The new movie, Birth of a Nation, opened to disappointing reviews, which was a bit surprising based on the ovations it got at the Sundance Film Festival. While some of the negative reaction could be attributed to earlier rape charges against the film makers, it seems the movie itself is not as good as we were initially led to believe. You can see some commentary here, here, and here. We’re cautioned, “The Birth of a Nation is important insofar as any narrative about slavery, race, or other parts of America’s dark past is. Films in this tradition are valuable because they demand a continued reckoning with a history that’s too easy to forget or gloss over, and they also explore how the impact of that past continues into the present. But the fact that The Birth of a Nation is representatively important as a movie doesn’t mean that it’s good cinema, or even a necessary addition to the genre of stories about slavery.” We find out, “But even as a narrative about slavery in general, The Birth of a Nation doesn’t break any new ground that would make it essential viewing. Rather, the movie retreads some of the same emotional and visual terrain as Roots, 12 Years a Slave, and Django Unchained—and in some cases it does so less artfully. There are familiar tropes: the at once beautiful and devastating scenery of antebellum plantations with lush foliage being toiled by black bodies bent under the watchful eye of an overseer. The frustrating Uncle Tom house slave and the benevolent white benefactor. The commonness of unspeakable cruelty. Parker, it seems, is trying to convey the strength, bravery, and agency of slaves in the face of unimaginable atrocities. Turner’s motivation—solidified during his travels as a preacher to his fellow slaves—becomes answering a moral call to stand up for his brethren and himself. A reading of Turner’s own words reflects far more religious fanaticism than moral imperative. Much of the heart and feeling infused into The Birth of a Nation are of Parker’s own design. And even in these instances, intended to humanize an enigmatic historical figure, the film offers heavy-handed moments of gravitas that come off as trite rather than moving. Despite prominent examples of stories about slavery, the subject—along with the broader issue of race—is still dramatically under-explored and underrepresented in Hollywood, leaving plenty of room for more incisive history-based accounts. In this context, it’s little surprise that The Birth of a Nation received the premature praise and attention it did. Many Hollywood studios, critics, and moviegoers looked at the movie and saw a rare and thus seemingly vital project—one driven by the singular, ambitious artistic vision of black American man. It was hard not to respect the apparent passion behind the film, which was made with much of Parker’s own money and with the help of other black actors and writers.”
Another problem the film has is the history it tells is deeply flawed. While movies are meant to entertain first and not to be accurate documentaries, historians have especially panned this film. See here, here, here, and here. Historian Leslie Alexander tells us, “Parker failed miserably in his mission. Contrary to his promises of ‘historical fidelity,’ Parker created a deeply flawed, historically inaccurate movie that exploits and distorts Nat Turner’s story and the history of slavery in America. Nearly everything in the movie—ranging from Turner’s relationship with his family, to his life as a slave, and even the rebellion itself—is a complete fabrication. Certainly the film contains sprinklings of historical fact, but the bulk of Parker’s story about the rebellion is fictitious: Nat Turner did not murder his owner, nor did he kill a slave patroller. Turner’s rebellion was not betrayed by a young boy, or by anyone else involved in the revolt. To the contrary, the rebels fought until the bitter end. The shootout depicted in Jerusalem, Virginia, never happened, because the rebels were stopped by the militia before they ever reached Jerusalem. The list of inaccuracies, distortions, and fabrications goes on and on.” Patrick Breen tells us, “Parker’s indictment of America’s racist past is powerful in part because it draws upon so much of American history, but its greatest strength is also its greatest weakness. Parker made Birth of a Nation the story of America, but in so doing the movie fails to portray what happened in Southampton in 1831. Parts of Nat Turner’s story that do not fit Parker’s story—such as the way that the rebels intentionally targeted women and children, Turner’s inability to kill anyone by his own hand other than Margaret Whitehead, the impotence of a slave rebel army that did not actually make it ten miles to Jerusalem, and Turner’s ultimate surrender when he was discovered ‘in a little hole’ not far from where the revolt began—are left out of the film entirely. Other parts of Parker’s indictment against America describe other places but not Nat Turner’s Virginia. For example, the indiscriminate lynching that Parker notes led to hundreds of deaths in Southampton actually did not happen. In Southampton, slaves were the most valuable form of property and tax records reveal that whites killed roughly three dozen slaves as the revolt was put down. Some of these murdered blacks were surely innocent, but the rebels force numbered about sixty at its peak, which suggests that the vast majority of those killed after the revolt were in fact rebels or their allies. There was, not surprisingly, a great deal of anger at blacks after the revolt. One white correspondent noted that another revolt would lead to ‘the total extermination of their race in the southern country,’ but Southampton’s slaveholders—recognizing the danger that enraged whites posed to their wealth—did everything that they could to stop the indiscriminate killings. Even the most controversial decision of the director—given Parker’s own history of trial for and acquittal of rape and sexual assault—to use rape as the trigger for the revolt does not fit the evidence. According to the movie, Samuel Turner, the man who is presented as Turner’s master and his first victim, well deserved Turner’s hatchet in his chest because he pimped Turner’s best friend’s wife to another man. This marked the ultimate debasement of the slaveholder who first appeared in Birth Of A Nation as a friend and a defender of the slave leader.”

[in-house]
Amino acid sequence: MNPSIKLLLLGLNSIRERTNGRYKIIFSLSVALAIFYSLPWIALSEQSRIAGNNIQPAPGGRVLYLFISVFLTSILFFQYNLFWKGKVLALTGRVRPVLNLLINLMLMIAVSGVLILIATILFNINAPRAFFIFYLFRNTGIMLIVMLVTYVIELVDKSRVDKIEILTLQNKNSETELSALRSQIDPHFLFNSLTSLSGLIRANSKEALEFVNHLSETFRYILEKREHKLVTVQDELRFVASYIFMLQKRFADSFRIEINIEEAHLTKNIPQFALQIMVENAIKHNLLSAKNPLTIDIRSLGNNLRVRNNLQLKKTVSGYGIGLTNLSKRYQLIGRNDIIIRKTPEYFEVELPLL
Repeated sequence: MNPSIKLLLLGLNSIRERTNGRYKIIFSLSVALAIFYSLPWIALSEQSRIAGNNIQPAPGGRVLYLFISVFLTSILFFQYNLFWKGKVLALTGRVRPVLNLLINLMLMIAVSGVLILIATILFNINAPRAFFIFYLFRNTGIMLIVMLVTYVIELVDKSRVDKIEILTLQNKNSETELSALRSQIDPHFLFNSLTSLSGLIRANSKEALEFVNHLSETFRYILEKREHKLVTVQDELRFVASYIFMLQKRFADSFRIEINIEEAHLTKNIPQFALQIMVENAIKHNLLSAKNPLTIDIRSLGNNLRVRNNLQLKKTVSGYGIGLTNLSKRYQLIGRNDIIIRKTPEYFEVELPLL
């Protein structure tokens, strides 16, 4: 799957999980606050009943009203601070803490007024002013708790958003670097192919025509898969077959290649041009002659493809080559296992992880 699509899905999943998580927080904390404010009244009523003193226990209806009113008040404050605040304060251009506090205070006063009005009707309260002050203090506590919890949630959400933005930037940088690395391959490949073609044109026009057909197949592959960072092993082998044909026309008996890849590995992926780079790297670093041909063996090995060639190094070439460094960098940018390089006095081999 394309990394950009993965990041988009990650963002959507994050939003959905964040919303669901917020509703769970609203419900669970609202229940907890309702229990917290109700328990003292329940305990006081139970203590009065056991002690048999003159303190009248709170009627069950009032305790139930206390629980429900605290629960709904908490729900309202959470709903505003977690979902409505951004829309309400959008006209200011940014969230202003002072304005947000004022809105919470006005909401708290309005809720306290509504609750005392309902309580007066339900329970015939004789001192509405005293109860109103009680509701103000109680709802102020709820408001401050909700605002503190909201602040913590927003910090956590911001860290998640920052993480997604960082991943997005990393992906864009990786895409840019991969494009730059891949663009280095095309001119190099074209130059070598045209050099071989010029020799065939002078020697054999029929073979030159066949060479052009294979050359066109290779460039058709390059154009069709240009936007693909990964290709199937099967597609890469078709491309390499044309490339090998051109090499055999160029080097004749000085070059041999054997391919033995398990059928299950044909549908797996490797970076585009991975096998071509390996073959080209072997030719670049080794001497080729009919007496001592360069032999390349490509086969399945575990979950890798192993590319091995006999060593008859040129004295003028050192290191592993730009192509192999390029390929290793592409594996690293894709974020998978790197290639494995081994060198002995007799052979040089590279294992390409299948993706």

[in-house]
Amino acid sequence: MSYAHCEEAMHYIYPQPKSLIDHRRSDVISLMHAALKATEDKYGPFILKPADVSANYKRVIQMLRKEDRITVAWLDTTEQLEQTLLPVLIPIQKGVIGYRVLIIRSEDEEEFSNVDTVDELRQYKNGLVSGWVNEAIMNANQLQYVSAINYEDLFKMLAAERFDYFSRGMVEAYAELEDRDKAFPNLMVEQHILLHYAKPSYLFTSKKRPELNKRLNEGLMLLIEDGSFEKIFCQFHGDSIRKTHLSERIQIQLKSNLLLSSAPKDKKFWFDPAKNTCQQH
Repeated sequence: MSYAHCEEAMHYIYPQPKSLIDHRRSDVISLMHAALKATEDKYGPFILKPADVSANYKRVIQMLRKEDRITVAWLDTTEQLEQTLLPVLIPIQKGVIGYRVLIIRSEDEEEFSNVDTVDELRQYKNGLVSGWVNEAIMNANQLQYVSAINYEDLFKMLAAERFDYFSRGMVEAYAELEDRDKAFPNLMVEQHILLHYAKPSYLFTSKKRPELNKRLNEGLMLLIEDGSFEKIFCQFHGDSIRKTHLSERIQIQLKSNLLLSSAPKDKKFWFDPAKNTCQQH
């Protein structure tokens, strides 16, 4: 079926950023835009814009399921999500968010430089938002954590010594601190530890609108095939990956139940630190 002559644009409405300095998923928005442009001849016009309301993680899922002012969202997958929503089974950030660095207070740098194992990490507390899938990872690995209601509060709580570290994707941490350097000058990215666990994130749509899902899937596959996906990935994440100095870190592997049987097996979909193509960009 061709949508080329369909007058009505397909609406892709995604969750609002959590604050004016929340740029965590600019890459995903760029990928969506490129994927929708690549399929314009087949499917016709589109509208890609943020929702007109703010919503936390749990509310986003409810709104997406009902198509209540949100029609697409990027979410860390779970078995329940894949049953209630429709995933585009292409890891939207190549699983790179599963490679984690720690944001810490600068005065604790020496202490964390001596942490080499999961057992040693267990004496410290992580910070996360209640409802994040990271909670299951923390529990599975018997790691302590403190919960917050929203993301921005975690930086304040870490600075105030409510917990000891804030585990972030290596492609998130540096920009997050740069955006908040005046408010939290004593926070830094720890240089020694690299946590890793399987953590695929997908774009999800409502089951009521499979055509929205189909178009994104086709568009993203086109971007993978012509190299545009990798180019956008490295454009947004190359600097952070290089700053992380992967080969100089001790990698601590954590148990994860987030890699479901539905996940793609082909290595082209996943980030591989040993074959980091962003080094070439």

A recurring question in many discussion groups is whether Nat Turner was a hero or a villain. The break in opinion on that is generally predictable. But it seems to me the question is unnecessarily binary. Why can’t he be some of both? What do you think?